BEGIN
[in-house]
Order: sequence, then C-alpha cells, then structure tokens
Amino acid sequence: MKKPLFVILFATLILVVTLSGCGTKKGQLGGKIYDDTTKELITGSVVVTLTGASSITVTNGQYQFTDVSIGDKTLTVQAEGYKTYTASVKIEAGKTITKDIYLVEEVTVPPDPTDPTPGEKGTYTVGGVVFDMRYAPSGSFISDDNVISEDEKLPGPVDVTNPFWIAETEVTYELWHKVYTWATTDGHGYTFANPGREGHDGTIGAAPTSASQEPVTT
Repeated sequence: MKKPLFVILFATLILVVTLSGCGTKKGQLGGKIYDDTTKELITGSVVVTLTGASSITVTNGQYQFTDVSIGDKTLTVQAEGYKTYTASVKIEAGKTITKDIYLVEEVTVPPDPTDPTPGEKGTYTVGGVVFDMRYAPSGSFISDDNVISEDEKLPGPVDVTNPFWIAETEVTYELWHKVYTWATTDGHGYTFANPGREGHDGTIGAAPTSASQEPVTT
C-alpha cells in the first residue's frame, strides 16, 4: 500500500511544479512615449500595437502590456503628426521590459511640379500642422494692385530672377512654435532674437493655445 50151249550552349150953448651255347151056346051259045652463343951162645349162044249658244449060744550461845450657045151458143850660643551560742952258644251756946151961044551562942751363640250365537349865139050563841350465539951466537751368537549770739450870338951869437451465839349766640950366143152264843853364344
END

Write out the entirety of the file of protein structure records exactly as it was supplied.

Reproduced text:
[in-house]
Order: sequence, then C-alpha cells, then structure tokens
Amino acid sequence: MKKPLFVILFATLILVVTLSGCGTKKGQLGGKIYDDTTKELITGSVVVTLTGASSITVTNGQYQFTDVSIGDKTLTVQAEGYKTYTASVKIEAGKTITKDIYLVEEVTVPPDPTDPTPGEKGTYTVGGVVFDMRYAPSGSFISDDNVISEDEKLPGPVDVTNPFWIAETEVTYELWHKVYTWATTDGHGYTFANPGREGHDGTIGAAPTSASQEPVTT
Repeated sequence: MKKPLFVILFATLILVVTLSGCGTKKGQLGGKIYDDTTKELITGSVVVTLTGASSITVTNGQYQFTDVSIGDKTLTVQAEGYKTYTASVKIEAGKTITKDIYLVEEVTVPPDPTDPTPGEKGTYTVGGVVFDMRYAPSGSFISDDNVISEDEKLPGPVDVTNPFWIAETEVTYELWHKVYTWATTDGHGYTFANPGREGHDGTIGAAPTSASQEPVTT
C-alpha cells in the first residue's frame, strides 16, 4: 500500500511544479512615449500595437502590456503628426521590459511640379500642422494692385530672377512654435532674437493655445 50151249550552349150953448651255347151056346051259045652463343951162645349162044249658244449060744550461845450657045151458143850660643551560742952258644251756946151961044551562942751363640250365537349865139050563841350465539951466537751368537549770739450870338951869437451465839349766640950366143152264843853364344